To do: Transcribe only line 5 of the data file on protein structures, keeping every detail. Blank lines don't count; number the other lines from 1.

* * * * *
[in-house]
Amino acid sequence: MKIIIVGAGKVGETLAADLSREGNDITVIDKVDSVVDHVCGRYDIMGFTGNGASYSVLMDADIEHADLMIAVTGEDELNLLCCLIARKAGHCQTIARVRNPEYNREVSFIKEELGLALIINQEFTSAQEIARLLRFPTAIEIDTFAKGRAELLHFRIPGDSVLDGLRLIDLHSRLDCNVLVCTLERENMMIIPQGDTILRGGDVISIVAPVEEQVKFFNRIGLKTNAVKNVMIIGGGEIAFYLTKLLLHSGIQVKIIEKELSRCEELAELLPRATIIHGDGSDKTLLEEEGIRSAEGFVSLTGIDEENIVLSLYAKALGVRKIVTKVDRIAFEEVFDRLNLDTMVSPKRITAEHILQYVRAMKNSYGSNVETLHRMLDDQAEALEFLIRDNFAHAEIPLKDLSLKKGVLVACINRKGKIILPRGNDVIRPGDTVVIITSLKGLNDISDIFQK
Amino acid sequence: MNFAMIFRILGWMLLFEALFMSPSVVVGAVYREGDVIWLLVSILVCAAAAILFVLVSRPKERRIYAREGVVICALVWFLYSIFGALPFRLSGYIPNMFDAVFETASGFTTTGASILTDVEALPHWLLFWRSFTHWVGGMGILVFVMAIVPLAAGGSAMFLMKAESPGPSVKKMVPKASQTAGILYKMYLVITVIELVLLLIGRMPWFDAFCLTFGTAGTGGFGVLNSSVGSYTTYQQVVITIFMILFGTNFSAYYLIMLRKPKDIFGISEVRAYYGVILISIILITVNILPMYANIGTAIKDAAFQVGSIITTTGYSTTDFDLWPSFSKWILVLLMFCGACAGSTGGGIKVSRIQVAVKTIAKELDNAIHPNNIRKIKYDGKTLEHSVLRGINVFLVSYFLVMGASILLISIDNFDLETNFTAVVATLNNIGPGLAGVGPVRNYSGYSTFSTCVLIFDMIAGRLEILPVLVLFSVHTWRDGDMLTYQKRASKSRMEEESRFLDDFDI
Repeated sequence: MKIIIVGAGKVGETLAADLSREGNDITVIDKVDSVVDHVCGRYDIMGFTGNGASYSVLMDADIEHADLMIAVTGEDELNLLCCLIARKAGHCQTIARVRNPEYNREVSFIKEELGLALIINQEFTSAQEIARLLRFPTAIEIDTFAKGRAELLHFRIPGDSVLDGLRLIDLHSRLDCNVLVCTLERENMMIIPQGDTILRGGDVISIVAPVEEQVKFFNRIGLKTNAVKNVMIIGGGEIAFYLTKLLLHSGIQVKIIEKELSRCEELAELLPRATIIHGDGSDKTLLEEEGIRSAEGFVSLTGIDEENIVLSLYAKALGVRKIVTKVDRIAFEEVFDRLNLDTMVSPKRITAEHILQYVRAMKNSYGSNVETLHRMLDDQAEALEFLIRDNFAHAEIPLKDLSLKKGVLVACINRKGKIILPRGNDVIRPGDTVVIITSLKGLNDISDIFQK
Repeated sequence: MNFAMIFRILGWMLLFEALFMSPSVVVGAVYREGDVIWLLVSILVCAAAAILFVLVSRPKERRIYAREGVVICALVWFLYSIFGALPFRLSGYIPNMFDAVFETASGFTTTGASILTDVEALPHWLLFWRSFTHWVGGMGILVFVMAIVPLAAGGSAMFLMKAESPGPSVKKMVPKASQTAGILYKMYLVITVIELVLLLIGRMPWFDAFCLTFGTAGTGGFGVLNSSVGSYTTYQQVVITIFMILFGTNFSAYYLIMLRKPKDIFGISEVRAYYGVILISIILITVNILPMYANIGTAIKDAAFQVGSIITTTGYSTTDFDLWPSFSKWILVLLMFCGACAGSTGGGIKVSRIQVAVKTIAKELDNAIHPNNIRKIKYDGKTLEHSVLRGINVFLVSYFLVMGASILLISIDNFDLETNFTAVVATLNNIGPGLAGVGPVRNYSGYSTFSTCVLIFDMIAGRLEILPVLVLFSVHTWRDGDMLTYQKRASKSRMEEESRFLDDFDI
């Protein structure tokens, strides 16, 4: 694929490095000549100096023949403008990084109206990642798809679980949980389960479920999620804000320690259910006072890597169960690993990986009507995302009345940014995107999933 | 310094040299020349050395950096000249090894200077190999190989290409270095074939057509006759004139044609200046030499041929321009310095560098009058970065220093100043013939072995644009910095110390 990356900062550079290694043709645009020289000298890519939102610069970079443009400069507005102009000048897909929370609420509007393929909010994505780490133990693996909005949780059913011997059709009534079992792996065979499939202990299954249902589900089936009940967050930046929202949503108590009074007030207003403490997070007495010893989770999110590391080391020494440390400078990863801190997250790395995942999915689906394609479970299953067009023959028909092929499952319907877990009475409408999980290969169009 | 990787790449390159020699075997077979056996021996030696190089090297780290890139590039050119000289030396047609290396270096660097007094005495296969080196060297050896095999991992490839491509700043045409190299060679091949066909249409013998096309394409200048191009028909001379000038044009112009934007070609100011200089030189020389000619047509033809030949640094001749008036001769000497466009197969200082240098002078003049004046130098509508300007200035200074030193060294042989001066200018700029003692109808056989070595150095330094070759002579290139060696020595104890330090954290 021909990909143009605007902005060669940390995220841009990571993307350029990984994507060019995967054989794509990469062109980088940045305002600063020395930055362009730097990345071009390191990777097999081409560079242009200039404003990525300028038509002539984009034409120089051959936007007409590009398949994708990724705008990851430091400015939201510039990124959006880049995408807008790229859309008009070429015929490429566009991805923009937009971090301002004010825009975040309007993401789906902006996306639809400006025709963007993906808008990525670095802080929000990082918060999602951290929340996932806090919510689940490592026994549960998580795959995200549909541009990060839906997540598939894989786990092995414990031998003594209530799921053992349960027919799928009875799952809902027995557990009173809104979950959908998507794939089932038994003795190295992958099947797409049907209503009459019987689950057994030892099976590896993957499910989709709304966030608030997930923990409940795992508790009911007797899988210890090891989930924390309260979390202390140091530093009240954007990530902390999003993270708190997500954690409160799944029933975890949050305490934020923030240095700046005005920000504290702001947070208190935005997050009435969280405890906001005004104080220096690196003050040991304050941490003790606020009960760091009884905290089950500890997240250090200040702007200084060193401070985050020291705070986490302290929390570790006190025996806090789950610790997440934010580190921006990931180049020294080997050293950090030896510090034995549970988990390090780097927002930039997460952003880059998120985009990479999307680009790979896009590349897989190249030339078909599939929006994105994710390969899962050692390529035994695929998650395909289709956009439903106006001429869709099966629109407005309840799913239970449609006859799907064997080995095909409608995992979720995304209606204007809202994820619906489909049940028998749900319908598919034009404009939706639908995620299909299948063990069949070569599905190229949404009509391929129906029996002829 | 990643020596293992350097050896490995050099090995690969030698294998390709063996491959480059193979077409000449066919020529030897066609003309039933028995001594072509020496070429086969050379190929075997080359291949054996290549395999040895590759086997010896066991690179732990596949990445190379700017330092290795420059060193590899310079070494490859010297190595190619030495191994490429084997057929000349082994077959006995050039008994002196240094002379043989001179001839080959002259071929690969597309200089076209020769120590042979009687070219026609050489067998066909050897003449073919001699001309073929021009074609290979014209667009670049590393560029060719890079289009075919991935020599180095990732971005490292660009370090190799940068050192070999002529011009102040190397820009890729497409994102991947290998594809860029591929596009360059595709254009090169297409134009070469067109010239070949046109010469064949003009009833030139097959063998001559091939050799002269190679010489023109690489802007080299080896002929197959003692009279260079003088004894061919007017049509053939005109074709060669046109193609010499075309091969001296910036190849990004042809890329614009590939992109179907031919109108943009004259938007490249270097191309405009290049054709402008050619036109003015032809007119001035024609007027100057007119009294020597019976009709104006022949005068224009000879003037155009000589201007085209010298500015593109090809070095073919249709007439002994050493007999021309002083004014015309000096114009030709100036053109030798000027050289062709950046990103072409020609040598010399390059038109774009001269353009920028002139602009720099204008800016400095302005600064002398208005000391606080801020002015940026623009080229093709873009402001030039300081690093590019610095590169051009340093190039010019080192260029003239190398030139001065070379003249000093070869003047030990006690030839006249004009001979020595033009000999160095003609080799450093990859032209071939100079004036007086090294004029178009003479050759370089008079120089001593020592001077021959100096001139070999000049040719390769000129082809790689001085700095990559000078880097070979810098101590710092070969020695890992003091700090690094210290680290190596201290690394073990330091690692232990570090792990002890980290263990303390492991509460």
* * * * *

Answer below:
Repeated sequence: MNFAMIFRILGWMLLFEALFMSPSVVVGAVYREGDVIWLLVSILVCAAAAILFVLVSRPKERRIYAREGVVICALVWFLYSIFGALPFRLSGYIPNMFDAVFETASGFTTTGASILTDVEALPHWLLFWRSFTHWVGGMGILVFVMAIVPLAAGGSAMFLMKAESPGPSVKKMVPKASQTAGILYKMYLVITVIELVLLLIGRMPWFDAFCLTFGTAGTGGFGVLNSSVGSYTTYQQVVITIFMILFGTNFSAYYLIMLRKPKDIFGISEVRAYYGVILISIILITVNILPMYANIGTAIKDAAFQVGSIITTTGYSTTDFDLWPSFSKWILVLLMFCGACAGSTGGGIKVSRIQVAVKTIAKELDNAIHPNNIRKIKYDGKTLEHSVLRGINVFLVSYFLVMGASILLISIDNFDLETNFTAVVATLNNIGPGLAGVGPVRNYSGYSTFSTCVLIFDMIAGRLEILPVLVLFSVHTWRDGDMLTYQKRASKSRMEEESRFLDDFDI